Virtual machines configured with large amounts of memory (16GB+) are not uncommon these days. Most of the time these “heavy hitters” run mission critical applications so it’s not unusual setting memory reservations to guarantee the availability of memory resources. If such a virtual machine is placed in a HA cluster, these significant memory reservations can lead to a very conservative consolidation ratio, due to the impact on HA slot size calculation. (For more information about slot size calculation, please review the HA deep dive page on yellow-bricks.com.)
There are options to avoid creation of large slot sizes. Such as not setting reservations, disabling strict admission control, using vSphere new admission control policy “percentage of cluster resources reserved” or creating a custom slot size by altering the advanced settings das.vmMemoryMinMB.
But what if you are still using ESX 3.5, must guarantee memory resources for that specific VM, do not want to disable strict admission control or don’t like tinkering with the custom slot size setting? Maybe using the resource pool workaround can be an option.
Resource pool workaround
During a conversation with my colleague Craig Risinger, author of the very interesting article “The resource pool priority pie paradox”, we discussed the lack of relation between resource pools reservation settings and High Availability. As Craig so eloquently put it:
“RP reservations will not muck around with HA slot sizes”
High Availability ignores resource pools reservation settings when calculating the slot size, so if a single VM is placed in a resource pools with memory reservation configured, it will have the same effect on resource allocation as per VM memory reservation, but does not affect the HA slot size.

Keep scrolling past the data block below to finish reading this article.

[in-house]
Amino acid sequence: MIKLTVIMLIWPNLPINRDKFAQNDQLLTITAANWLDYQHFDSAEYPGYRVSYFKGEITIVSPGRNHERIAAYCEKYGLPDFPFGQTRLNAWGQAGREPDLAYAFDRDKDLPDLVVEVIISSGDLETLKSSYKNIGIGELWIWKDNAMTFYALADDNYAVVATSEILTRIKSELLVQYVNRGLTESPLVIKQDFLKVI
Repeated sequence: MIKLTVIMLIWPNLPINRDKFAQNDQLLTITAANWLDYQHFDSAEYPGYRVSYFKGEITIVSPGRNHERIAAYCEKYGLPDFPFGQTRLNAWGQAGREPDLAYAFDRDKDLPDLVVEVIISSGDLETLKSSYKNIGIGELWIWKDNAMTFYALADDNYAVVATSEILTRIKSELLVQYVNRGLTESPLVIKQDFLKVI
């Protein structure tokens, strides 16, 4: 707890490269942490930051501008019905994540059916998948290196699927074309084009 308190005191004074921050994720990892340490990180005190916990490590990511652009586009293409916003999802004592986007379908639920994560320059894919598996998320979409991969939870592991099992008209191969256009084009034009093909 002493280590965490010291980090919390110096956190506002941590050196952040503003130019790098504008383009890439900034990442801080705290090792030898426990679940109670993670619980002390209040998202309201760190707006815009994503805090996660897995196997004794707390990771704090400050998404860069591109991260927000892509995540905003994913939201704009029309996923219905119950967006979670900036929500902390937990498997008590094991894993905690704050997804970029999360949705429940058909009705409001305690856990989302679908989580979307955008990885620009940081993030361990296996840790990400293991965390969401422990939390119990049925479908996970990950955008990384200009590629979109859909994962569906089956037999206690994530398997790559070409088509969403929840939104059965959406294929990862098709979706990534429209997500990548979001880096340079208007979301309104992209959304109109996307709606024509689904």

By creating a resource pool with a substantial memory setting you can avoid decreasing the consolidation ratio of the cluster and still guarantee the virtual machine its resources. Publishing this article does not automatically mean that I’m advocating using this workaround on a regular basis. I recommend implementing this workaround very sparingly as creating a RP for each VM creates a lot of administrative overhead and makes the host and cluster view a very unpleasant environment to work in.
A possible scenario to use this workaround can be when implementing MS Exchange 2010 mailbox servers. These mailbox servers are notorious for demanding a huge amount of memory and listed by many organizations as mission critical servers.
To emphasize it once more, this is not a best practice! But it might be useful in certain scenarios to avoid large slots and therefore low consolidation ratios.